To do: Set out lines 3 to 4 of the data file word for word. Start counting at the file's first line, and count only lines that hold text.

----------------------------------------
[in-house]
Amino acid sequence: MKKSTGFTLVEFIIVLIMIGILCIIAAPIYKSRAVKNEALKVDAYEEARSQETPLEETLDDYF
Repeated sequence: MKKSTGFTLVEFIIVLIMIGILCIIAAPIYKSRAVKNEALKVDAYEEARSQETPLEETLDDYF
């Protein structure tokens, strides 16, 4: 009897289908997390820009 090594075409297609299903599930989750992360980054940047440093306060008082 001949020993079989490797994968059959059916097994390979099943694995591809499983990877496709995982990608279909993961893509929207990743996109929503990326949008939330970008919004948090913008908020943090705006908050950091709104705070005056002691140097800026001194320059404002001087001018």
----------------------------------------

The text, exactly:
Repeated sequence: MKKSTGFTLVEFIIVLIMIGILCIIAAPIYKSRAVKNEALKVDAYEEARSQETPLEETLDDYF
């Protein structure tokens, strides 16, 4: 009897289908997390820009 090594075409297609299903599930989750992360980054940047440093306060008082 001949020993079989490797994968059959059916097994390979099943694995591809499983990877496709995982990608279909993961893509929207990743996109929503990326949008939330970008919004948090913008908020943090705006908050950091709104705070005056002691140097800026001194320059404002001087001018």